- Continuous heavy hedging through buying index puts has been very costly.
- Due to perception of the markets that someone will bail out their incorrect investment decisions, risk has been mispriced.
- Nevertheless, the tide of risk complacency is beginning to turn.
- Hedging through proper asset class diversification and keeping some cash to buy on major pullbacks is cheaper in the long run.
First, let me state that I am a great admirer of both John Hussman and Nassim Taleb. I am a regular reader of their analyses and have enjoyed several of Mr. Taleb's books. "Fooled by Randomness" and "The Black Swan" are excellent books that I've read several times, but my favorite book written by Mr. Taleb is "Antifragile: Things that Gain from Disorder." It is one of the most interesting books I've ever read.
The ideas of Mr. Hussman and Mr. Taleb are somewhat similar, as they put a great emphasis on hedging the downside risk in the stock market. In a nutshell, they either think that the markets are grossly overvalued or that the tail-risk is underappreciated, under-expected and undervalued by the general markets. Hence, according to them, it is profitable to outperform the market in the long run by buying tail-risk protection, notably in the form of far out-of-money put options on the S&P 500 index, its ETFs (NYSEARCA:SPY) and similar instruments.
In theory, this idea is very strong and on theoretical economic ground that I completely agree with it. However, when it comes to using this strategy of hedging tail risk, as is the case with Mr. Taleb's followers, or fully-hedging long positions with puts and hoping for an outsized general stock market drop with Hussman's funds (Hussman Strategic Growth Fund - HSGFX), it is bound to be a loser's game under the current economic reality since 2008.
As is the case with virtually every trading system or investing idea, once it is explored, it is usually arbitraged away. In the case of strategies of hedging tail risk, the situation is even worse because the governments worldwide have assumed the role of the insurer of last resort, lender of last resort and the rescuer of last resort in many aspects of life and economic reality. The trend, especially since 2008, has swung toward more government control. Some examples include the QEs and currency interventions done by the Fed, ECB, BOJ, BOE, the Swiss central bank and others. Negative budget balances year after year and ever-increasing total public debts mean on a global scale that higher and higher share of the world's GDP is produced by state-owned or state-controlled entities and mechanisms.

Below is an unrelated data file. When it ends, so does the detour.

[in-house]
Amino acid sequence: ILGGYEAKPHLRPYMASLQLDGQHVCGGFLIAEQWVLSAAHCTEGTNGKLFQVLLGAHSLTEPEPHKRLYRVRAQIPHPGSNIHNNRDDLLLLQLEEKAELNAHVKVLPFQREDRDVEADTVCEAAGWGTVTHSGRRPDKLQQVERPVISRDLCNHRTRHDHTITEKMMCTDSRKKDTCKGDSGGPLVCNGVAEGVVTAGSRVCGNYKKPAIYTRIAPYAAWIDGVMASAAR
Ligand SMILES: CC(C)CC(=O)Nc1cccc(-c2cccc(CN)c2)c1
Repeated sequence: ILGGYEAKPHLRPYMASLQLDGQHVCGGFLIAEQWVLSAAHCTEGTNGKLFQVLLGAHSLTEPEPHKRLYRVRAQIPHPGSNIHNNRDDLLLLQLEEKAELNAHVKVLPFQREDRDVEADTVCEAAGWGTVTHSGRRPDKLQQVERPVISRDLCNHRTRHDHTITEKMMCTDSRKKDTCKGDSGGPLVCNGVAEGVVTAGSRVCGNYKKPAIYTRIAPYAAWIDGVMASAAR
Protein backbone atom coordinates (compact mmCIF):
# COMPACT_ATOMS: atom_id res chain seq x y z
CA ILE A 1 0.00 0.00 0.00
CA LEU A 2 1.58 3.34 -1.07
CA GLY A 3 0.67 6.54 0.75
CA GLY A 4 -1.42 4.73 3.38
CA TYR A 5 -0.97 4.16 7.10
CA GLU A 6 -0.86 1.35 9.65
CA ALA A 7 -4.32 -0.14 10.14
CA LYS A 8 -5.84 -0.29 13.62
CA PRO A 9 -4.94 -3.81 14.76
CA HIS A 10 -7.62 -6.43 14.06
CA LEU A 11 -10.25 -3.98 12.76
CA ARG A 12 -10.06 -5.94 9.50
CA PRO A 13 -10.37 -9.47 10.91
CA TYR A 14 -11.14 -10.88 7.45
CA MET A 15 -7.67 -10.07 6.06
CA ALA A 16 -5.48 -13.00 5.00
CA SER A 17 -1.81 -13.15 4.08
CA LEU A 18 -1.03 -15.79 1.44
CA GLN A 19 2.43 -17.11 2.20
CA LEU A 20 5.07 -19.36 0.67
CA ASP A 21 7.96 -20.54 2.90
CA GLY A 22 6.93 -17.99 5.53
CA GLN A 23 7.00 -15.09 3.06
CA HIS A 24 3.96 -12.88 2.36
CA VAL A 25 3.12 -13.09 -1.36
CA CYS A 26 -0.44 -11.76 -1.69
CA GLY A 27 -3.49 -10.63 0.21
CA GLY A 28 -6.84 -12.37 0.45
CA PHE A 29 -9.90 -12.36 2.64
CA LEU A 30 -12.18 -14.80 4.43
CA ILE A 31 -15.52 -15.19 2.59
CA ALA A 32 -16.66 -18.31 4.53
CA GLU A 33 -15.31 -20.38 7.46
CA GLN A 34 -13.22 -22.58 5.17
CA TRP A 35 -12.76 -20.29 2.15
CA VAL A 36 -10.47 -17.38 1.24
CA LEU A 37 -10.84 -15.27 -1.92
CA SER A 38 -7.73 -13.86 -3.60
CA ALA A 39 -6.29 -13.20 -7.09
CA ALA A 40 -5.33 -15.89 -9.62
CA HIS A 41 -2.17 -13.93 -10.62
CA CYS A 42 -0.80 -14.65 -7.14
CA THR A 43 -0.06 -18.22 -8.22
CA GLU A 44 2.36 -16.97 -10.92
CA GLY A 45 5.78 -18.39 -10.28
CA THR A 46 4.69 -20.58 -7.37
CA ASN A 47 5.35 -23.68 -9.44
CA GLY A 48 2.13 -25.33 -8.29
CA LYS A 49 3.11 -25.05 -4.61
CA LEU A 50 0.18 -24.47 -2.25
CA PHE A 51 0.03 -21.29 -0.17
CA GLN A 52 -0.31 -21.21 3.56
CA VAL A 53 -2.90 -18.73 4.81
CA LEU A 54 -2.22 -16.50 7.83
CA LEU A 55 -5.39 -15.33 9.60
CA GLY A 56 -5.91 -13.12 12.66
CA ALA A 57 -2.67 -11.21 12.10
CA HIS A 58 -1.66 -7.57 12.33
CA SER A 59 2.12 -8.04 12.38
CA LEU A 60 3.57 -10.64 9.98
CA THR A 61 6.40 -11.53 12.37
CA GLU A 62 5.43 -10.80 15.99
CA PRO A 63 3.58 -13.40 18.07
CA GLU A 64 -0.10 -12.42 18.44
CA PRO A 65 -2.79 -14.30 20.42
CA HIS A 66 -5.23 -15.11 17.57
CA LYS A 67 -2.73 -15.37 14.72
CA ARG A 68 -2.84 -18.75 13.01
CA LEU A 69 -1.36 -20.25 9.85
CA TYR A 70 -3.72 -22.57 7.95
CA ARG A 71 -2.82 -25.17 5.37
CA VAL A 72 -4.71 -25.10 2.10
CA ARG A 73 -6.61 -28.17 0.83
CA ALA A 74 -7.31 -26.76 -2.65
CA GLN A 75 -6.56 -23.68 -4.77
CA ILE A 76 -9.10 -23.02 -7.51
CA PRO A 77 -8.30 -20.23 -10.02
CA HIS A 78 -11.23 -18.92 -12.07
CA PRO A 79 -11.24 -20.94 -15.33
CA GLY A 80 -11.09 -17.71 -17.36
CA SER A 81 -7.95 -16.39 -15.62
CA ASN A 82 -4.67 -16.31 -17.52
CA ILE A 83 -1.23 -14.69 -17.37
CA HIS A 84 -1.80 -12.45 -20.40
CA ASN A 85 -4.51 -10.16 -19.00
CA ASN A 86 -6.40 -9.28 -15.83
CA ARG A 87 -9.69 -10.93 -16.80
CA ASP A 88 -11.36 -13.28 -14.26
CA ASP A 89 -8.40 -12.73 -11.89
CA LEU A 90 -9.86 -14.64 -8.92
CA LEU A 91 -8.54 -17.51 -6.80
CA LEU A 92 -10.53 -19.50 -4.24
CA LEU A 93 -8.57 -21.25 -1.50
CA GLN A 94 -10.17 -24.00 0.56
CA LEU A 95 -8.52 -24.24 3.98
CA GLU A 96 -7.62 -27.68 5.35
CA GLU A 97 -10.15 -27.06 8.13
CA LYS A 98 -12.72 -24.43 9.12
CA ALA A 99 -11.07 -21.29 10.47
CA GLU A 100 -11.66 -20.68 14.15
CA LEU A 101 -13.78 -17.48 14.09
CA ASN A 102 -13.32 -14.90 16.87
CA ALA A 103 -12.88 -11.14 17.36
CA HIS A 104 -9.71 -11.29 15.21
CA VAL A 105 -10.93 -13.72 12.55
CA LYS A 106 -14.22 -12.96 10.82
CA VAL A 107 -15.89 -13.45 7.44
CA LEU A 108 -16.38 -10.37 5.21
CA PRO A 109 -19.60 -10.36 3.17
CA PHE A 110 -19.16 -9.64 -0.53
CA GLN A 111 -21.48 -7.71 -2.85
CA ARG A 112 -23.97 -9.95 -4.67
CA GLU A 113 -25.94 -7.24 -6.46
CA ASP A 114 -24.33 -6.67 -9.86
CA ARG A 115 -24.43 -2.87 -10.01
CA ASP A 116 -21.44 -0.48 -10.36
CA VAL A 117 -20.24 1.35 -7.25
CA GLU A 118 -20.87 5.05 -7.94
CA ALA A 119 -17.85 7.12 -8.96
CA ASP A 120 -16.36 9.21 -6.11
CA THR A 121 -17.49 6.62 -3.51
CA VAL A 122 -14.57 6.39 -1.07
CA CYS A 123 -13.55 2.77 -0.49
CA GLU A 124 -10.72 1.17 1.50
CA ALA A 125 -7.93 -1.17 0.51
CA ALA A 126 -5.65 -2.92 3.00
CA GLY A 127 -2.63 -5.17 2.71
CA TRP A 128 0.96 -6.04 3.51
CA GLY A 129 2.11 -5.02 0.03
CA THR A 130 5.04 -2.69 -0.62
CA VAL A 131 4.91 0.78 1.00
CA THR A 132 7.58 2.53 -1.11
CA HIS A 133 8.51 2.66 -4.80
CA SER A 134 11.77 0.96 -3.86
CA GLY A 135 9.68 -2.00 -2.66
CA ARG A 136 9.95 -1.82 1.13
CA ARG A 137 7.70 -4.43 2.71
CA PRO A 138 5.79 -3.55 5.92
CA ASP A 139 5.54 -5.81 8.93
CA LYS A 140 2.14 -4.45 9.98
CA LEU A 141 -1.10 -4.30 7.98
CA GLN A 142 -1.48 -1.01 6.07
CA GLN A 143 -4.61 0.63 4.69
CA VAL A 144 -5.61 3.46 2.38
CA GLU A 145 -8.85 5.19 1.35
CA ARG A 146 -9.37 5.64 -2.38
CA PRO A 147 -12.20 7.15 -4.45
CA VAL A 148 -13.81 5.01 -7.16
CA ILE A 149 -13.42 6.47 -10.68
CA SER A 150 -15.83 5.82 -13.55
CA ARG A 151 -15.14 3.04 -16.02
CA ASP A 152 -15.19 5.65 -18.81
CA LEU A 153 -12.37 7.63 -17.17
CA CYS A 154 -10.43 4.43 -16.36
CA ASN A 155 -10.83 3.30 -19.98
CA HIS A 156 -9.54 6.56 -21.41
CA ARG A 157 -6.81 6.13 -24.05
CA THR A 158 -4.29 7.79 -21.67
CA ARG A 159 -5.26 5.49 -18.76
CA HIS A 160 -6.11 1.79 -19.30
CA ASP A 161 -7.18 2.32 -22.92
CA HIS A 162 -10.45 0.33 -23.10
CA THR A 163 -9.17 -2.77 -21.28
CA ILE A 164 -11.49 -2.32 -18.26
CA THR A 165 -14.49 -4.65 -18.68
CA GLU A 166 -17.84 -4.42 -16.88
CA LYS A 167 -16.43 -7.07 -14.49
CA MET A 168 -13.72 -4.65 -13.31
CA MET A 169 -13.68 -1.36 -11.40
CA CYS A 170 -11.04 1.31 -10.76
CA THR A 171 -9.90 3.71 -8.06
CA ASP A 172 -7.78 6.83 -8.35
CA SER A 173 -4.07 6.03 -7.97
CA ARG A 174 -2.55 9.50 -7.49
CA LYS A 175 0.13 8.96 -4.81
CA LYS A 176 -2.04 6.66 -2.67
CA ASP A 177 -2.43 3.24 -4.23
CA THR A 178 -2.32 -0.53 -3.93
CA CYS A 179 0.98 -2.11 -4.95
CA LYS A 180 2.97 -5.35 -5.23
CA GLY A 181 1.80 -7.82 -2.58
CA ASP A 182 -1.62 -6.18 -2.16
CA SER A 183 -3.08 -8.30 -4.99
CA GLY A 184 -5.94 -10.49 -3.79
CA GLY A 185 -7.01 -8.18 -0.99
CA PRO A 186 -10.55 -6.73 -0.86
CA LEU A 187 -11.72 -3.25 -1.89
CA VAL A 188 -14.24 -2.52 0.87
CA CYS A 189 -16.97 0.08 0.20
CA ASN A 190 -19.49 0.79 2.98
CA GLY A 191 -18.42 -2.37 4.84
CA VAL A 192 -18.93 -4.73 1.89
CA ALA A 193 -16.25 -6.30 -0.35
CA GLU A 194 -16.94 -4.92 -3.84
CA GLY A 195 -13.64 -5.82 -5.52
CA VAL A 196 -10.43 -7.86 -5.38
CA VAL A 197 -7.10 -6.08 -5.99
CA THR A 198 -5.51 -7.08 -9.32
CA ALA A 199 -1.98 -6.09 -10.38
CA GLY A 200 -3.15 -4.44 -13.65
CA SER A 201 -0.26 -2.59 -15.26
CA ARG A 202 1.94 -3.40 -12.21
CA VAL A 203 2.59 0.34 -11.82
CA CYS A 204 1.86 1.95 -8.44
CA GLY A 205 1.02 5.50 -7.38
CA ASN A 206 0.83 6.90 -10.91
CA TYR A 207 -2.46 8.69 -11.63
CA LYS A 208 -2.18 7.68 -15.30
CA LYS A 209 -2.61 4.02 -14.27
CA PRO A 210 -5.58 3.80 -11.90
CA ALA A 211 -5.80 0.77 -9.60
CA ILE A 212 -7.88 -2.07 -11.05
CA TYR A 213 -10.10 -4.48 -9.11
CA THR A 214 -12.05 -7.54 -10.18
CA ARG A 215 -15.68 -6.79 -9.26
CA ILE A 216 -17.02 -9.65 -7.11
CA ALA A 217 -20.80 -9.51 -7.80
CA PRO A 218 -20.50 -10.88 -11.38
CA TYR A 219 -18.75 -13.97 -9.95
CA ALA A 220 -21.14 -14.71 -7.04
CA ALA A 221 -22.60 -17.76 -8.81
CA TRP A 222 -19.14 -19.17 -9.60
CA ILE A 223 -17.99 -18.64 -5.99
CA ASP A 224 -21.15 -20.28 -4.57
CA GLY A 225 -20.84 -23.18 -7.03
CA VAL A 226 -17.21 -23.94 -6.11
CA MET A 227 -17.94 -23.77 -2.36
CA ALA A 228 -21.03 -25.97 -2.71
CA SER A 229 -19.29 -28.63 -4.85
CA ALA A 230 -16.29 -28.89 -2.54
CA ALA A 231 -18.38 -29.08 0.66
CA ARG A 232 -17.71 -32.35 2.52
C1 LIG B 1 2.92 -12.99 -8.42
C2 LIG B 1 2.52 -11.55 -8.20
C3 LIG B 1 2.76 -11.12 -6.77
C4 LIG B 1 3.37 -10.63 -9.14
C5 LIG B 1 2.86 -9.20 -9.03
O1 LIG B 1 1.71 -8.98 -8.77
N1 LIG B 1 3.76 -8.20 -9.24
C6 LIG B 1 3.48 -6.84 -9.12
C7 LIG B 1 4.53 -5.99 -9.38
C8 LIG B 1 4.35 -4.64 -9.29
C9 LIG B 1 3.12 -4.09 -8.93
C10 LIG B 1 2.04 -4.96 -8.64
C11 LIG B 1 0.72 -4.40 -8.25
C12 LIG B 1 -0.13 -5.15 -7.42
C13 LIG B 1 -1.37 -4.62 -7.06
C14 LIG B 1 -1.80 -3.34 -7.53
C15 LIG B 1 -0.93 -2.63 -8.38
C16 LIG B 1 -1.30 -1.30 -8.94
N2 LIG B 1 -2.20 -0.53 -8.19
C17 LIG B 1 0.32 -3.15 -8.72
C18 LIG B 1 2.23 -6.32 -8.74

As an effect, market participants have become complacent, believing that someone will bail them out if their investment turns sour. The governments have essentially taken the position of a global re-insurer that provides all sorts of insurances in many forms for a wide variety of catastrophic events.
Is black swan insurance cheap or expensive?
Therefore, for market participants it makes no economic sense to buy long-tail insurance in the form of far-out-of-money puts on the stock indexes, because they bet that they will most probably get the same level of protection for free from someone saving their investment or not letting it fall further, as was the case in 2008.